In my safe room, in my bed, my head stuck in assignments, reworking my 2nd draft of the short story, possibly a Novella, Cinderella and the Happy Hooker Mythology (Something I’ve now mixed with the chapter workshopped in Novel II class, 2011, ‘The Kindness of Strangers’.), trying to ignore my first draft (190,000 words) of Chaos and Adversity (An easy task: Just the thought of looking at it made me cringe.) and floating in and out of the idea of an Anthology of Poems, now almost finished, called Beauty verses Pain. My head was a mess, and I didn’t get much done, apart from reading other people’s writing, and every article in The Age  (even if I wasn’t interested in it) every single day (now I think I must of been pre-preparing for this year’s Advanced Non-Fiction class!), every online Overland Magazine article, and Griffith Review. My problem was, even though the work in the classes was delivered to me electronically at home (thanks to Victoria University Disability Services (VUDS)), the Professional Writing and Editing Course at VU is not designed to be taught that way—via digital recordings of the class. There are some modules that are offered online. And I had done those already. But you know? After almost completing certificate III of Business Administration online (I couldn’t get my head around the finance part, so I left that course, missing out on finishing it because of that one last too-hard module), I’d already realised that I just don’t learn that way. I’m fortunate enough to know that I’m a visual-kinaesthetic learner. Besides, I need human interaction. Don’t we all? Okay, J. D Salinger didn’t, but I’m no Salinger: I’m Michellina van Loder!

Coming up: Part III of When is the Right Time to Retreat?

Michellina Van Loder is a Professional Writer, Journalist and Blogger. This is where she shares her tales about trail blazing her way out of the Labyrinth of Chemical Sensitivities and Mould. This is also where you will find the latest Research on related topics.

The Power of Myth by Joseph Campbell

The Power of MythThe Power of Myth by Joseph Campbell

After reading Joseph Campbell’s work The Power of Myth and The Hero’s Journey, I’m now noticing the symbols of mythology and legends in nearly every movie I see and every book I read; even in the non-fiction, true articles of my favourite newspaper, ‘The Age‘, they are there. I can’t believe how Campbell’s philosophies touch on everything we believe about our earth, religion, marriage, births—absolutely everything!

Using the example of religion and the stories of the bible, Campbell’s explanations show aspects for what they really are: the Garden of Eden is a metaphor for innocence that is the innocence of time, innocent of opposites, being that where consciousness becomes aware of changes.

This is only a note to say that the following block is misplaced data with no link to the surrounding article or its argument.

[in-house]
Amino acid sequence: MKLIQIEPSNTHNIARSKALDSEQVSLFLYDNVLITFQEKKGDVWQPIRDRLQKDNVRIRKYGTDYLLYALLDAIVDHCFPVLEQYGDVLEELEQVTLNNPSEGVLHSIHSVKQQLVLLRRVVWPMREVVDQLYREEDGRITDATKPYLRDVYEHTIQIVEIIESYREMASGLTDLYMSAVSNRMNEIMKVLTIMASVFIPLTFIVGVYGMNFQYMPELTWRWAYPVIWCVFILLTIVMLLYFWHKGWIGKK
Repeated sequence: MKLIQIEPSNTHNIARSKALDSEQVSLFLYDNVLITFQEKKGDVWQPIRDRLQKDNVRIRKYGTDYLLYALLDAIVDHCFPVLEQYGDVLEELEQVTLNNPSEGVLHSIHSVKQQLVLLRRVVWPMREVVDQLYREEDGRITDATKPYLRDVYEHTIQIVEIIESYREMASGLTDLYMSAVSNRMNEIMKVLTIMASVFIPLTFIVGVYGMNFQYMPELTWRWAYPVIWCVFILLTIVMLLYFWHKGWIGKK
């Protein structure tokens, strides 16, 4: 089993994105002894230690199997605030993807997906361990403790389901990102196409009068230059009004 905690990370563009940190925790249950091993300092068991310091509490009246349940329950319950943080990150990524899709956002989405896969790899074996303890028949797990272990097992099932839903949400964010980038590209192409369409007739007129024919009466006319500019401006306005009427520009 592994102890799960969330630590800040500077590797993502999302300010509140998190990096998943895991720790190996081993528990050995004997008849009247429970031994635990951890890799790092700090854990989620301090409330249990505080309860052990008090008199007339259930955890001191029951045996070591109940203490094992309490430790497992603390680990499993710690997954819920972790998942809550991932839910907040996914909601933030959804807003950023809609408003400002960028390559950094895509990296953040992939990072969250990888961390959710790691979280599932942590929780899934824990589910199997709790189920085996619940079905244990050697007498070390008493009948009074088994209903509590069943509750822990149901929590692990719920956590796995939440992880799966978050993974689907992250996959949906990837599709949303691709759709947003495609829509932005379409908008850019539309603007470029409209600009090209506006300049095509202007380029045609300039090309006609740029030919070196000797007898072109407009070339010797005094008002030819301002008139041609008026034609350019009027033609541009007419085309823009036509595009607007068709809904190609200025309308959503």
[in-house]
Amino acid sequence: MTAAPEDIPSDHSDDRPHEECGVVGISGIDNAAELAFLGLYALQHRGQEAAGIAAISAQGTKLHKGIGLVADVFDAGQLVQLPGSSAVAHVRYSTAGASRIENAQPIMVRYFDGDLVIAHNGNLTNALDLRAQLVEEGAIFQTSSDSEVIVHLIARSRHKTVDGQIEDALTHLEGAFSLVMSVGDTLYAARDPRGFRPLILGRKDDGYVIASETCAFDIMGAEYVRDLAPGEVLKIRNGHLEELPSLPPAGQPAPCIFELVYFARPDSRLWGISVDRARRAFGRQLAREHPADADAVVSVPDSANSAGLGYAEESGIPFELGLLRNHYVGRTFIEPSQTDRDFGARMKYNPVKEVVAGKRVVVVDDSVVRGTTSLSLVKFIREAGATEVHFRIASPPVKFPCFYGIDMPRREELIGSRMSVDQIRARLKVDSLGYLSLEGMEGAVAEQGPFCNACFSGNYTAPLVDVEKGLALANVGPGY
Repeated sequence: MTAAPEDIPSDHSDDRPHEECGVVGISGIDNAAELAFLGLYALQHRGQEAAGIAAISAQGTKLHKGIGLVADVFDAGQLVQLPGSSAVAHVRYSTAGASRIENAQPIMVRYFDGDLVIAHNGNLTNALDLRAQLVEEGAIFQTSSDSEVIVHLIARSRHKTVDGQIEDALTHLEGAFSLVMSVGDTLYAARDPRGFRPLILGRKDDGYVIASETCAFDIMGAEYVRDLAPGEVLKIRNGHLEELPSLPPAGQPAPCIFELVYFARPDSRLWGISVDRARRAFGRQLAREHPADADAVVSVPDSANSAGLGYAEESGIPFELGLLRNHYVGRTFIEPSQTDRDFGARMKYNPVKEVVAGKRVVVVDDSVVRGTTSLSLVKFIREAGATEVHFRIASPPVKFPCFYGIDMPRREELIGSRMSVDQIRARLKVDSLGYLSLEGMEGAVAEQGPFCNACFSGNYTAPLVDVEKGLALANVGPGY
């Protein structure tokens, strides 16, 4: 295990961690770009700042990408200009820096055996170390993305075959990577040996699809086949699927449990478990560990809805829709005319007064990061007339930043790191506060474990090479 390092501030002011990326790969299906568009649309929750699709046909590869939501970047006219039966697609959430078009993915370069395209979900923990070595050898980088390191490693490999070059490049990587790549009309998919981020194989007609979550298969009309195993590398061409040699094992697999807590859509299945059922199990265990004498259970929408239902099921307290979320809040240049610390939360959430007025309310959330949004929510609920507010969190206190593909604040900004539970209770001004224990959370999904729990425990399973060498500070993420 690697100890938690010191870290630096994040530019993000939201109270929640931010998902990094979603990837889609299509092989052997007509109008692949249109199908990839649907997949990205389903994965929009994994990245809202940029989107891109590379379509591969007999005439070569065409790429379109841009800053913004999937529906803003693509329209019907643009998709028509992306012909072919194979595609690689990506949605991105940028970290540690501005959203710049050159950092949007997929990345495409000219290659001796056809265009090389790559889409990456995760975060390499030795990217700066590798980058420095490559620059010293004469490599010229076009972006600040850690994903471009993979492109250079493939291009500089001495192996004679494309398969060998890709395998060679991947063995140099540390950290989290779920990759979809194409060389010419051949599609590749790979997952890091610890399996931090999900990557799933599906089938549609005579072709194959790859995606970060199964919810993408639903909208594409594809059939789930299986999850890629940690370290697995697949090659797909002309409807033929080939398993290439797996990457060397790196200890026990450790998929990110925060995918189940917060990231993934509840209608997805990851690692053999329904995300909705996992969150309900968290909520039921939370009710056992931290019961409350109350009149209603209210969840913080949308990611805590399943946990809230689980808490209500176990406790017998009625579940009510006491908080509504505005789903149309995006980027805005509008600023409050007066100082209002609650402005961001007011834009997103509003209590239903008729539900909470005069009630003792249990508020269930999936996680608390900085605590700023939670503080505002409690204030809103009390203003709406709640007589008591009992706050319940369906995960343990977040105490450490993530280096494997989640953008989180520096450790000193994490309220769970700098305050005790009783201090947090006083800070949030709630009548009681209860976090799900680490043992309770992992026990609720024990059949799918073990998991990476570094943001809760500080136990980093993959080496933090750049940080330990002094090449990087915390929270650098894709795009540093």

The analogy of people believing the bible stories to be true—not as metaphors—’is like going to a restaurant and eating the menu instead of the food’ is priceless!

If you’ve ever craved a deeper meaning about life on our planet, where we came from, and what it all means, then this is the book for you… It radiates with epiphanies and revelations about life, love… even meditation. I can’t recommend this book highly enough. A must read! (And, an absolute essential for any Professional Writing and Editing student. My heartfelt thanks go out to the teacher who turned me onto this book.)

My rating: 5 of 5 stars

Buy this book on Amazon:

View all my reviews

Michellina Van Loder is a Professional Writer, Journalist and Blogger. This is where she shares her tales about trail blazing her way out of the Labyrinth of Chemical Sensitivities and Mould. This is also where you will find the latest Research on related topics.

Happy Multiple Chemical Sensitivity Week!

Happy Multiple Chemical Sensitivity Week! Okay it finishes tomorrow, but better late than never, hey? (Says the old cliche.) And besides, I’ve been so busy: suburb profiles, attempting at writing for Weekend Notes, working on an interview with an amazing author (coming up soon), Poetry Book reviews, submitting poetry (that was accepted!), and, I’m in the process of attempting my first Vimeo review of… well, you’ll just have to wait and find out; and I’ve been working on a five year plan. But back to MCS week. More from AESSRA on the Better Health Channel:

“People with Multiple Chemical Sensitivity (MCS) get symptoms when exposed to low levels of chemicals such as pesticides, car exhaust, diesel fumes, perfume, aftershave, air freshener, fragrances, washing powders, chlorine, polyester, formaldehyde, plastics, rubber, mothballs, disinfectants, paints, gas, cigarette smoke and wood smoke. Symptoms can include fatigue, asthma, rhinitis, headache, migraine, memory problems, nausea, diarrhoea, dry or sore eyes, joint pain and rashes.

In NSW Department of Health studies, 2.1% of children and 2.9% of adults had been diagnosed with chemical sensitivity. In a South Australian Department of Health study, about 1% of adults had been told by a doctor that they had MCS and 16% reported some chemical hypersensitivity.